A grip­ping ex­posé of the “rent- a- white- guy” in­dus­try 地产业的泡沫催生了“外国人租赁行业”,但甜梦总是无比短暂

The World of Chinese - - NEWS -


An award-win­ning doc­u­men­tary, Dreamem­pire lifts the lid not just on a lit­tle-un­der­stood in­dus­try—the hir­ing of for­eign­ers to pose as brand am­bas­sadors—but ex­poses a darker and deeper re­al­ity about the realestate boom that is at the heart of China's econ­omy

It’s Novem­ber 2012 and Pres­i­dent Xi Jin­ping is propos­ing his vi­sion for a “Chi­nese Dream” based on na­tional re­ju­ve­na­tion and in­di­vid­ual pros­per­ity. One of those pay­ing close at­ten­tion is Yana, a bright and am­bi­tious woman who we meet talk­ing of “fresh ideas” for the “stale, be­hind-the-times” busi­ness en­vi­ron­ment in Chongqing.

Yana’s spe­cial plan? Re­cruit for­eign­ers to act as front men and women (or “per­form­ers” as her firm’s ad­vert states) for re­mote de­vel­op­ments that could use an ex­tra dose of cos­mopoli­tanism and “class.” Some peo­ple, in­clud­ing di­rec­tor David Boren­stein, may deem her rent-a-white-guy agency “bril­liant mar­ket­ing,” oth­ers as slightly sleazy fraud. Per­haps it’s sim­ply an ac­cept­able part of do­ing busi­ness in China. Any way you cut it, there’s plenty to cringe at in Dream Em­pire, from hap­less for­eign­ers phon­ing in per­for­mances for quick cash, to Yana in­tro­duc­ing an African band as “prim­i­tive drum­ming and danc­ing.”

But Boren­stein’s il­lu­mi­nat­ing doc­u­men­tary, clock­ing in at just over an hour, delves be­yond the tragi-

comedic value of watch­ing ex­pats of­fer a Cau­casian face to the big­gest build­ing boom in Chi­nese his­tory, and soon be­comes a char­ac­ter study in am­bi­tion and the seeds it sows. Yana, a Xin­jiang mi­grant who comes to Chongqing with lit­tle more than dreams and pluck, proves an en­gag­ing sub­ject who opens up as the film pro­gresses; Boren­stein, who ar­rives with a grant to study ur­ban­iza­tion, then ends up drift­ing into Yana’s or­bit via a se­ries of for­eigner gigs, is a faith­ful con­fi­dante to her grow­ing con­cerns.

And those con­cerns are real. We learn how the urge to “in­ter­na­tion­al­ize” a city or busi­ness as a mea­sure of eco­nomic de­vel­op­ment breeds the white-face in­dus­try, putting these lost souls near the heart of China’s fu­ture pros­per­ity. Real es­tate makes up 7.8 per­cent of China’s GDP, ac­cord­ing to state me­dia, or around 15 per­cent if you be­lieve overseas ex­perts; its size is a cri­sis in the making, even be­fore you add the ar­ti­fice.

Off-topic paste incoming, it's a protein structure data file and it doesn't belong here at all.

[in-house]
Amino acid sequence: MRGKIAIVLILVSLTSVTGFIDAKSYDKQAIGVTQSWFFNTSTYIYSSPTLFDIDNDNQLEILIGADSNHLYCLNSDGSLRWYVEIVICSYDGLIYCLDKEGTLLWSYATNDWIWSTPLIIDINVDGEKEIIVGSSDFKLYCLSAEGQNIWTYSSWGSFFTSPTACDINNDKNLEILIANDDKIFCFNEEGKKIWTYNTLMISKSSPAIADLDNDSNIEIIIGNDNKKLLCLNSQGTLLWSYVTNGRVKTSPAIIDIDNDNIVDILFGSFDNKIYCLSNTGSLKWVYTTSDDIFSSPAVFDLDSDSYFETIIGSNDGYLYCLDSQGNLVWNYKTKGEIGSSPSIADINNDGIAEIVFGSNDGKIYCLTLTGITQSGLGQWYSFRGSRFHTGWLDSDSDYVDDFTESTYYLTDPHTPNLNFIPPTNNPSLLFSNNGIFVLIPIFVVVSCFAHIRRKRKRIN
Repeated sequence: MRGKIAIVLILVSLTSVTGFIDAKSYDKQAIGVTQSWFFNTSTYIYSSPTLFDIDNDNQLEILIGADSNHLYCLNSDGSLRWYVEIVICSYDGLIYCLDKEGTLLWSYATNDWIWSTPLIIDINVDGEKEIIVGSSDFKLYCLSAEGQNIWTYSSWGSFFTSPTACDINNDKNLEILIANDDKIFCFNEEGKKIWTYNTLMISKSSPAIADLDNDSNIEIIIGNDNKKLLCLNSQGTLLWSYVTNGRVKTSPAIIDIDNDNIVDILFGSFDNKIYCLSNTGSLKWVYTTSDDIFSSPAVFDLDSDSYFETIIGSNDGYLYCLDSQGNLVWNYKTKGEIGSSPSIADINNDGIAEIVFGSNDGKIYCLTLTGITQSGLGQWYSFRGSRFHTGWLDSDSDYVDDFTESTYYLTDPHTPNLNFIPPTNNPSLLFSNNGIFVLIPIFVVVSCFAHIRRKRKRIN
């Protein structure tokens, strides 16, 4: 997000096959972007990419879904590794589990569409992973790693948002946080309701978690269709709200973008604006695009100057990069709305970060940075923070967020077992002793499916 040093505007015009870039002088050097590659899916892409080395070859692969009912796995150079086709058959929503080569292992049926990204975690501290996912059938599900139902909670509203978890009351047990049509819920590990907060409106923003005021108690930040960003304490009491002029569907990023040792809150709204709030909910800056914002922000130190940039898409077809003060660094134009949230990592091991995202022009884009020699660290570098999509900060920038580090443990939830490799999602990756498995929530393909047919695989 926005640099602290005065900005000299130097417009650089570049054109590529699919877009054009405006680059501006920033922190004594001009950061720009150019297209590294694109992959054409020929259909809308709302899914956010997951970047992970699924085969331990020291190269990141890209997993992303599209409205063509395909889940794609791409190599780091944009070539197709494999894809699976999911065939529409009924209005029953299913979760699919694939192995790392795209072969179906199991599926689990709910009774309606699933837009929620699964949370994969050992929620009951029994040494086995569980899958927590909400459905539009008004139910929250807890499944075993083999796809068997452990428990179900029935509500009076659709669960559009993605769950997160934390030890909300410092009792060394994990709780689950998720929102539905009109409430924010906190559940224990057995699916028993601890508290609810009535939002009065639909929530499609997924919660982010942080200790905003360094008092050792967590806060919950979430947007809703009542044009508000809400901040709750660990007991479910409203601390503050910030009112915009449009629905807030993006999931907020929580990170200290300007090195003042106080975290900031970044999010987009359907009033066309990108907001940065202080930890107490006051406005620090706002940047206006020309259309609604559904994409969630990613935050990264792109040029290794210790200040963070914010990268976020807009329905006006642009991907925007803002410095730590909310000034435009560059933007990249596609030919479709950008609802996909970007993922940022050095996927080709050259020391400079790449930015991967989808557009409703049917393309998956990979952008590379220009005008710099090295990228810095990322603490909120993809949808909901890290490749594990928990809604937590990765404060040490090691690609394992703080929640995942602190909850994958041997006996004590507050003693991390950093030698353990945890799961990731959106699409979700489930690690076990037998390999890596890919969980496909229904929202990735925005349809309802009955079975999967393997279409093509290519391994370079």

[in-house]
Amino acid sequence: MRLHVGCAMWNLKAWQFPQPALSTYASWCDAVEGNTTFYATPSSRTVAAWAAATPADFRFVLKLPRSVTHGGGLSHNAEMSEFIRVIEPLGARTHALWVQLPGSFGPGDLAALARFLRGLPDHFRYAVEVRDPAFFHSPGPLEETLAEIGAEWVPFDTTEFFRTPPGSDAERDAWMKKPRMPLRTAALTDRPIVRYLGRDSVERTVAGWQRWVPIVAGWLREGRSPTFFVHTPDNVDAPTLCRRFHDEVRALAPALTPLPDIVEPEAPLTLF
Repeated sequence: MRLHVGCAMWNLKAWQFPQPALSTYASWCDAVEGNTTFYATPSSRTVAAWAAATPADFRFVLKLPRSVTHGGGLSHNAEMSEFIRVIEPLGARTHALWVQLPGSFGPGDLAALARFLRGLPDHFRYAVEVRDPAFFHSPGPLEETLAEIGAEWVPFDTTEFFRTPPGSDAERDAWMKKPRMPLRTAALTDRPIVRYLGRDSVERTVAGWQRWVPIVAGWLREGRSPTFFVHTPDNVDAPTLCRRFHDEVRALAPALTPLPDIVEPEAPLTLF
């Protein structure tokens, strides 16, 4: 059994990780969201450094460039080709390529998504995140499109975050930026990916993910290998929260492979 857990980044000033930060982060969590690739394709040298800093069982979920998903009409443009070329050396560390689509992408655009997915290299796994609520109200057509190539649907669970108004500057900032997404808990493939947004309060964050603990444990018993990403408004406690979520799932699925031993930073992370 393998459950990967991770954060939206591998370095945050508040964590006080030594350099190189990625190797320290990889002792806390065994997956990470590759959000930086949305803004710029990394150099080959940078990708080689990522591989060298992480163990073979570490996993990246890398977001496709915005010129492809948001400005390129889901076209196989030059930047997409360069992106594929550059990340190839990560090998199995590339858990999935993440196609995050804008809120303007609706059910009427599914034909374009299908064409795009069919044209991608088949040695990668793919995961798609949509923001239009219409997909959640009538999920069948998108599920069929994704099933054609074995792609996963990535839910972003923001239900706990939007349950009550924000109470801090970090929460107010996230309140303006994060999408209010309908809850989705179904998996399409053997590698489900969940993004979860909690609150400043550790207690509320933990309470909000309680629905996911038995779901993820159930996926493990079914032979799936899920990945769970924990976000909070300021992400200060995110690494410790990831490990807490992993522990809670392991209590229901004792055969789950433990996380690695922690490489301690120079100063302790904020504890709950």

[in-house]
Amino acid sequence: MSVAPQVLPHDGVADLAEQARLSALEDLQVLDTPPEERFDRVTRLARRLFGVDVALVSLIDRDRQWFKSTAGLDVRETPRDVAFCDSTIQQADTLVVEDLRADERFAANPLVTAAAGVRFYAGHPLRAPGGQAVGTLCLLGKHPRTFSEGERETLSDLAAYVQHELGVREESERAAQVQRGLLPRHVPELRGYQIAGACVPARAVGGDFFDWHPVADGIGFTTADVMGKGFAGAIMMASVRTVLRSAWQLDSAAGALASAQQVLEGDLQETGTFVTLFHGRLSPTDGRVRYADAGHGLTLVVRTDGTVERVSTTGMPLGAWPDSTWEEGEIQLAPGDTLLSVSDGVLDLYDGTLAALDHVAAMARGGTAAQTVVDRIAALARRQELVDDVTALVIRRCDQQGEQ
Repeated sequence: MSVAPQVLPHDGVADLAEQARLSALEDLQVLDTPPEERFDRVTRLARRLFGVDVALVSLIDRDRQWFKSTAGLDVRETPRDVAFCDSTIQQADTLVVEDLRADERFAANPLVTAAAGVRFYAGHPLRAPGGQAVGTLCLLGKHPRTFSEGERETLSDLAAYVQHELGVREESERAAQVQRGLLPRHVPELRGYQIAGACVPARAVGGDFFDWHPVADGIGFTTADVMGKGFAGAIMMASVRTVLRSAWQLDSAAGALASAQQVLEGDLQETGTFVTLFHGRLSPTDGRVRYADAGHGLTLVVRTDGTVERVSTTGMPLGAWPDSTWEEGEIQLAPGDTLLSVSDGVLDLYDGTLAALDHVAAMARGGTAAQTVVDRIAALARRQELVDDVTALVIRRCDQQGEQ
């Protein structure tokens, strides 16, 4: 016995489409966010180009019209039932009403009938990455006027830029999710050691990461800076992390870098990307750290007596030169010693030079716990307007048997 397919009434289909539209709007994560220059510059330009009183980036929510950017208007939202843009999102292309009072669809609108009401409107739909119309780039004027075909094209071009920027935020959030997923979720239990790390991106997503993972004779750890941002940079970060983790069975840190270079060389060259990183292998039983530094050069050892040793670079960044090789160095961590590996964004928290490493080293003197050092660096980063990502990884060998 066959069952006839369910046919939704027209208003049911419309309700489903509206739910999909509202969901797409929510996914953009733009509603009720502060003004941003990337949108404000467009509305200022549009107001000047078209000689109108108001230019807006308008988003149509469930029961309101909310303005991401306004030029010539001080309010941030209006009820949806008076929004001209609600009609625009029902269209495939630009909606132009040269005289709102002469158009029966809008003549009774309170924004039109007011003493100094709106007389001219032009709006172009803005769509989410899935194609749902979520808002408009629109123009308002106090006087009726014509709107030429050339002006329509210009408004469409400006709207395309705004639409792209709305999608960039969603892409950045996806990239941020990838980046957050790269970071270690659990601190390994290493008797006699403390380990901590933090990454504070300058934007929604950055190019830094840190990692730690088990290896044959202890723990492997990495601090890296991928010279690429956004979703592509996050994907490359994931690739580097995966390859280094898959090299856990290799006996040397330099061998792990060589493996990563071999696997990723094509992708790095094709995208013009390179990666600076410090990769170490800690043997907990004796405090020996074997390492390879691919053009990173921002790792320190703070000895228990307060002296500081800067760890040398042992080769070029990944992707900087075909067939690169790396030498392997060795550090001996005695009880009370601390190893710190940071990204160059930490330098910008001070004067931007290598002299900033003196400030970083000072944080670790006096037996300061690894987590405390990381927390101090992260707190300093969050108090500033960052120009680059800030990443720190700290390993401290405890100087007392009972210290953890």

It’s also a ruth­less busi­ness, in which ev­ery­one, from de­vel­oper to buyer, ends up a com­mod­ity (black peo­ple, one client is told, “grab at­ten­tion” but are also “re­ally cheap” at about 140 USD apiece; the client won­ders if hir­ing In­di­ans is cheaper still). The pace is fu­ri­ous, solutions tem­po­rary. As cities be­come sat­u­rated with con­struc­tion, new ones are built fur­ther to the pe­riph­ery, 10 hours’ drive from Chongqing, all of­fer­ing “the dream house, the perfect life.”

Yet re­sults come quickly—al­most too quickly. By 2013, a self-con­tained, pri­va­tized ur­ban com­mu­nity stands on what, only four years ago, was farm­land. There are roads, util­i­ties, a wa­ter-pu­rifi­ca­tion plant, and of course, a shop­ping cen­ter, Sea City, whose cen­ter­piece is a vast aquar­ium pur­port­ing to be the largest in the world.

One can’t help feel equal parts im­pressed and ap­pre­hen­sive: What is the world’s largest aquar­ium do­ing, a thou­sand miles in­land in this ob­scure cor­ner of Chongqing? As Boren­stein ob­serves, per­for­mance and re­al­ity has blurred be­yond dis­tinc­tion, and this rocket ride to the top of a real-es­tate em­pire has ac­quired a sick­en­ing sense of grav­ity. The fall­out may ap­pear in­evitable, and in­ter­change­able with any num­ber of sim­i­lar im­plo­sions around China, but the im­pres­sion of sym­pa­thetic Yana and her jour­ney linger long af­ter the dream has dis­persed. - HAN RUBO (韩儒博)

A rag­tag group of cos­tumed for­eign­ers as­sem­ble for a real es­tate pro­mo­tion on the out­skirt of Chongqing, in late 2013

Dis­ney's fa­mous daily pa­rades in­clude cel­e­brated Chi­nese leg­endary fig­ures such as Mu­lan

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